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October 25, 1967 - Image 2

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Text
Publication:
The Michigan Daily, 1967-10-25

Disclaimer: Computer generated plain text may have errors. Read more about this.

- PAGE TWO

THE MICHIGAN DAILY

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- PAGE TWO THE MIC1IIG~N UAJTV 1xTr1Th'rIc,1~ A~K7 £~F ?

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Black Population Boom Widens
Racial Separation in S. Afr ica

By DENNIS EE ROYLE
Associated Press Staff Writer
JOHANNESBURG, South Africa
White-r-uled South' Africa is
getting blacker every year as its
African Iiopulation explodes and
the country's economic growth be-
comes increasingly dependent on.
black labor.
Whites total 3,563,000 and Afri-
cans 12,750,000: By the year 2000,
South African authorities esti-
mate, the* racial division will have
widened to 20 million in favor of
the black.
Economists and politicians- en-
- visage grave problems if the black
population continues to outpace
whites in this racially segregated
country.
Racial Separation
South Africa's policy demands
separation of races on all eco-
nomic, industrial and cultural
levels. The government's ultimate
aim is to contain Africans in
areas known as Bantustans, semi-
autonomous segregated reserves
well away from"white areas, where
blacks will live and work under
white government administration..
South Africa's 1,859;000 coloreds,
or, mixed bloods, and 500,000 As-
iant face the same future. Prime
Minister Balthazar J. Vorster be-
lieves that' apartheid-race seg-
regation-is the only way to insure
long-term.®.racial harmony in a
country where the -ruling whites
are outnumbered four to. one.
What- worries government offi-
cials is that the rapidly increasing,
black population is not only num-
erically swamping the white .min-
-ority, but over the years -has be-
come integrated in the country's
booming white-run industries.
South Africa's black worker al-
ways has been regarded as a unit
of labor.. Denied a voice in trade
union affairs andpolitical life, he

forms a vast army of cheap labor.
Ultimate apartheid calls for ex-
clusion of Africans from the white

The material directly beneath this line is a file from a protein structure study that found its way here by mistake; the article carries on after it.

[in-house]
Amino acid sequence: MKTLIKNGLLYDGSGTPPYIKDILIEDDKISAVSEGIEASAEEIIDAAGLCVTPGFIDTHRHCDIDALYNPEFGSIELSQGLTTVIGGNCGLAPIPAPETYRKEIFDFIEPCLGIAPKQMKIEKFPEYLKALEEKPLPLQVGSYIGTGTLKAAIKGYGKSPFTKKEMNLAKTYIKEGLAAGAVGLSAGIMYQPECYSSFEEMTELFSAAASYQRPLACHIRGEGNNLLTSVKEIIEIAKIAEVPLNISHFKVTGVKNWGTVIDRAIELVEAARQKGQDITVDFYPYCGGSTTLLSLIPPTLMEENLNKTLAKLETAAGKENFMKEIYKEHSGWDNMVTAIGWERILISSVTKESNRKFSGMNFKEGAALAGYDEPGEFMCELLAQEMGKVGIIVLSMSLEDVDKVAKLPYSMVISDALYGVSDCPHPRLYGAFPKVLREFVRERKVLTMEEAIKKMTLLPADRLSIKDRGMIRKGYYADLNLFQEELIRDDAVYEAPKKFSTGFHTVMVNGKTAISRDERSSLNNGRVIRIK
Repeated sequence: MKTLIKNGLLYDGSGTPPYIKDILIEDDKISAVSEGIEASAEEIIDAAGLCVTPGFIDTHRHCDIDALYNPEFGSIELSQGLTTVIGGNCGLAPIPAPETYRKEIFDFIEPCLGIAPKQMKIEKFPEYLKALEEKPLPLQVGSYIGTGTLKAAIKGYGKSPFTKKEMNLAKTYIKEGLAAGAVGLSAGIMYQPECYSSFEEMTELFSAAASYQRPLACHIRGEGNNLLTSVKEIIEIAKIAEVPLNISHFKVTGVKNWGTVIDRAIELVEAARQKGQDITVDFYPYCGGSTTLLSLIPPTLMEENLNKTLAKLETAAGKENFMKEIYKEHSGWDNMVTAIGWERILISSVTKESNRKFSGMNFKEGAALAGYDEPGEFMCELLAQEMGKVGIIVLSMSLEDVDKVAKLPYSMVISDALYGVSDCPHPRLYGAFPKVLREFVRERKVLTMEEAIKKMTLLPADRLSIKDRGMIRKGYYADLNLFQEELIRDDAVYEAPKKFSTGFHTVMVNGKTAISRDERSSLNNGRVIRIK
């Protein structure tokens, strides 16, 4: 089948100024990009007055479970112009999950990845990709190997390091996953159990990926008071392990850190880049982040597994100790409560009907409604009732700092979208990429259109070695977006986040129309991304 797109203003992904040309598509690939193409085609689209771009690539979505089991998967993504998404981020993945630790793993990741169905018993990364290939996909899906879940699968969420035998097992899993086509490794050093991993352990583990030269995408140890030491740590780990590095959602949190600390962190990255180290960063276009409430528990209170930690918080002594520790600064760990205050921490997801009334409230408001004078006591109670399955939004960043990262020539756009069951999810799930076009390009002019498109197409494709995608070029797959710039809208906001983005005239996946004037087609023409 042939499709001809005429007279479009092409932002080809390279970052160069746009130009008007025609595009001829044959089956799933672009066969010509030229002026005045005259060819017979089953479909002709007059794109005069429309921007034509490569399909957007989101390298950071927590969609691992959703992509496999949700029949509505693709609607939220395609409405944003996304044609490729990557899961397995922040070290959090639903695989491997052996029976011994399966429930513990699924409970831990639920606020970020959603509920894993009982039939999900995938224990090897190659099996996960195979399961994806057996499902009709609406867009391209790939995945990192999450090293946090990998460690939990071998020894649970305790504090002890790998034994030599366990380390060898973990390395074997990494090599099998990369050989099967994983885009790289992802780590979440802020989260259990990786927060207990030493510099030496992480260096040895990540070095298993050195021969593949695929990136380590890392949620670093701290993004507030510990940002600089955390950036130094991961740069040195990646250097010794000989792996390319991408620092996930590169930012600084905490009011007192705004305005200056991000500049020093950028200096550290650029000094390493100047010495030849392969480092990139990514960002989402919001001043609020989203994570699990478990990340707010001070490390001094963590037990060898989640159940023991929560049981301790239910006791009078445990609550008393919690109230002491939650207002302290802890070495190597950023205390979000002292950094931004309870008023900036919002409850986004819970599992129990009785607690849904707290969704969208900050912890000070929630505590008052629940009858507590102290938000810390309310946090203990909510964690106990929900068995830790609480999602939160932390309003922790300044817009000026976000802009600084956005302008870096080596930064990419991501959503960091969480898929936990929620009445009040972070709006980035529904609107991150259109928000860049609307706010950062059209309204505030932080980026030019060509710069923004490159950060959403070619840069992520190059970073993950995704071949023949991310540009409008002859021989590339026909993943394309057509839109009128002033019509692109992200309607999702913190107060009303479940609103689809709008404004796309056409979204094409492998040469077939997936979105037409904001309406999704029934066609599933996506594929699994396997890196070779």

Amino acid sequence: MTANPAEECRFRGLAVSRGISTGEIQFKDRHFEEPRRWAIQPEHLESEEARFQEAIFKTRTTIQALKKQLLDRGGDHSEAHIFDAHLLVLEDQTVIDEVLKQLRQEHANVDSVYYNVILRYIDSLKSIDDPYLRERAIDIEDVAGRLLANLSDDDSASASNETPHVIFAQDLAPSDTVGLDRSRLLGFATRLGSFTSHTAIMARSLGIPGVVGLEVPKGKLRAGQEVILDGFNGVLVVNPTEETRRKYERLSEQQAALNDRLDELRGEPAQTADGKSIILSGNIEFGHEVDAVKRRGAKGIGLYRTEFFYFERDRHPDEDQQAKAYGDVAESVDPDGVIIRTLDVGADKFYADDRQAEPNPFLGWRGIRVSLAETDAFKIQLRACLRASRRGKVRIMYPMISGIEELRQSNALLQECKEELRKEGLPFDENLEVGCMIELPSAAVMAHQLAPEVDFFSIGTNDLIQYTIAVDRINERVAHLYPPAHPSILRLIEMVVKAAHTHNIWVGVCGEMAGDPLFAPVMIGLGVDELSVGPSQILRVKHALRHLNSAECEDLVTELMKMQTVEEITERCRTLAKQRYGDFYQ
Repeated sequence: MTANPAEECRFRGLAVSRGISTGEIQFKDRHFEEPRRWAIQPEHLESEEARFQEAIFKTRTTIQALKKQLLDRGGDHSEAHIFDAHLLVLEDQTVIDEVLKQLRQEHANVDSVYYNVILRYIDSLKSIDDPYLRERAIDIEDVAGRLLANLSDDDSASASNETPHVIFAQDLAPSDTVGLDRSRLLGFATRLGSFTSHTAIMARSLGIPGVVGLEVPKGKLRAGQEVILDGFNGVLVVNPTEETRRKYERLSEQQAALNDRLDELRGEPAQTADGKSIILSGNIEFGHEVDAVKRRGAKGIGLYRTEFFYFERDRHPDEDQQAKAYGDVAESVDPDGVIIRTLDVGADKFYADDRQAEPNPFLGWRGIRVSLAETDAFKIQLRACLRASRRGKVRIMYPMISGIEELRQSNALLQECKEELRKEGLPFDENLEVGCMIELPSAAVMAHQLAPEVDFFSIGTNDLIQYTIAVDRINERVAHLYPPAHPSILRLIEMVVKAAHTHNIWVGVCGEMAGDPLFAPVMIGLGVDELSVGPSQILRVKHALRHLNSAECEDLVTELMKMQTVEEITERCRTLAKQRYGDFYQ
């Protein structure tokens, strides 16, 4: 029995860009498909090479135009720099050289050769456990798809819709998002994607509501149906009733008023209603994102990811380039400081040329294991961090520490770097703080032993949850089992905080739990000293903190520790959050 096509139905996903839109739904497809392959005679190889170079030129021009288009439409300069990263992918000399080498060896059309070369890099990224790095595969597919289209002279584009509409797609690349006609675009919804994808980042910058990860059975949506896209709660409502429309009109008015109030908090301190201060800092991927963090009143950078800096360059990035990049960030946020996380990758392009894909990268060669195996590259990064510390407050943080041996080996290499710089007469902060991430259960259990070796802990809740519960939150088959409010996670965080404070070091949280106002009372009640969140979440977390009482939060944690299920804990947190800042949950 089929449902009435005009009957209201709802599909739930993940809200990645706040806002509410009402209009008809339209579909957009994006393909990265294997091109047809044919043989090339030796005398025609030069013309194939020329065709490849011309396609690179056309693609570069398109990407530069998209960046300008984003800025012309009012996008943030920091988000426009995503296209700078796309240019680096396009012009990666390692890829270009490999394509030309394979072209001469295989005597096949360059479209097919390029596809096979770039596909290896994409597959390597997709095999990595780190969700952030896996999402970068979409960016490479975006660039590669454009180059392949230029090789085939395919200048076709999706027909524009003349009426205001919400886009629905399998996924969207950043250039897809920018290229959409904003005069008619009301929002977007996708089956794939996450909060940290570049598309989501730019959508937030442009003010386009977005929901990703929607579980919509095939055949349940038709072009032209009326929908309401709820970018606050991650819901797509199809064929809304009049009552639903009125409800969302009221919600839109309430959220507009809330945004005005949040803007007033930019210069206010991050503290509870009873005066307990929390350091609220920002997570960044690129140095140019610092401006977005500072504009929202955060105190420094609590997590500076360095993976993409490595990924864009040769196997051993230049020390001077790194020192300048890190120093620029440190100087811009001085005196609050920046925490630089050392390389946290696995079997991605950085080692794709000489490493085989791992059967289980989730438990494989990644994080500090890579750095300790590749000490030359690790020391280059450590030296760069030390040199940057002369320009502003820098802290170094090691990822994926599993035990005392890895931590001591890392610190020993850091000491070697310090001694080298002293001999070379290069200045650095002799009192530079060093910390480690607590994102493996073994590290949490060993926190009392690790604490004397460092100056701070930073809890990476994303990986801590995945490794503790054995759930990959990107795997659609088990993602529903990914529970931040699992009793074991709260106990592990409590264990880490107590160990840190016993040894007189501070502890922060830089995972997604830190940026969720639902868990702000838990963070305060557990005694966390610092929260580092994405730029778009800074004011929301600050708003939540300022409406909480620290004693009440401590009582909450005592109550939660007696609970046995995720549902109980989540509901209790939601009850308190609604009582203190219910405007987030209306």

areas and white industry. But
South Africa's growing economy,
its . scarcity of white workers and
utilization of cheap black labor
is hindering the government's im-
plementation of total racial seg-
regation.,
"The time must come when
Bantu African labor will be avail-
able to no one in the republic,"
says Blaar. Coetzee, deputy min-
ister of Bantu administration.
African Labor
"The white man who believes
that he can plan his future under
the impression that cheap black
labor will always be available is
wrong. The time will come when
none is available."
But many industrialists and
businessmen disagree. White civil-
ization and industrial growth in
South Africa can survive only if
adequate black labor is available
for its expanding industries, they
say.
Cheap black labor is the back-
bone of South Africa's economy.
Thousands of Africans toil on the
farms, in factories and deep below
ground . extracting the country's
mineral wealth.
Most menial, low-salaried jobs
are.. performed by Africans for
whites. Few. white families are
without at least one servant. The
wealthy have three or four.
Even the white mailman has an
African to carry his heavy bag.
A system of job reservation in-
sures white workers of reasonable,
well-paid employment. It doesn't
allow the ambitious black to ele-
vate himself by his own efforts
into, the white man's job and keeps
him low on the financial ladder.
Few can visualize life in South
Africa without black labor. But

the government is adamant in its
declared intention that the flow
of black labor to the white cities
and farms must be halted and
eventually turned b a c k, even
though there are insufficient
whites now to fill vacancies in
skilled and semiskilled positions.
There is growing dissatisfaction
among white farmers who, under
the terms of government legisla-
tion, must cede some 3.1 million
acres to make way for Bantu
homelands, the Bantustans.
Some are unwilling to hand over
fertile farmlands which have been
in their families for generations.
Die Transvaler, the Afrikaans
language newspaper which is the
mouthpiece of the ruling Nation-
alist party, warned whites they
would have to abandon, the use
of black labor eventually, or face
the consequences of what they
term "black-white equalization."
"We must discard our depend-
ence on black labor. It is the only,
choice for the whites of this coun-
try if they wish to maintain white
civilization," the paper said.
Economists point out that if the
government persists in its policy
of total territorial apartheid, the

white population
in the long run.

may well suffer

Research Protested
By Princeton's SDS

Musket Tours
Korea's DMZ
(Continued from Page 1)
Korea, at Camp Stanley, the show
had to rely on truck headlights
for its lighting when a power
blackout occurred.
The Armed Forces Korean Net-
work c a r r i e d "Entertainment
USA" on video-tape for those who
had been unable to be at any of
the performances. This is the
largest armed forces network in
the world.
In Japan, the MUSKET troupe,
performed in hospitals where;
Vietnam victims were being treat-
ed, receiving a personal letter af-
terward from one of the hospital's
commanding officers, thanking
them for contributing "significant-
ly to the patients' morale"
In the city of Tachikawa, the
group played to a standing-room-
only crowd at the American civil-
ian club there.
Along with Korea and Japan,
the MUSKET troupe conquered
military installations in Iwo Jima,
Okinawa, Taiwan, the Philippines
and Guam.
Wednesday, Nov. 1, it plans to
do the same to Ann Arbor at 8
p.m. in Hill Auditorium.

Young Dems
Back Move
To Beat LBJ
By GREG ZIEREN
The University Young Demo-
cratic Club last night passed a
resolution which declared the or-
ganization "opposed to the nomi-
nation of Lyndon Johnson as
President of the United States,"
following similar action by the'
state convention of Young Dems
last Sunday.
The resolution criticizes Presi-
dent Johnson for "prosecuting an
unjust war in Vietnam," for neg-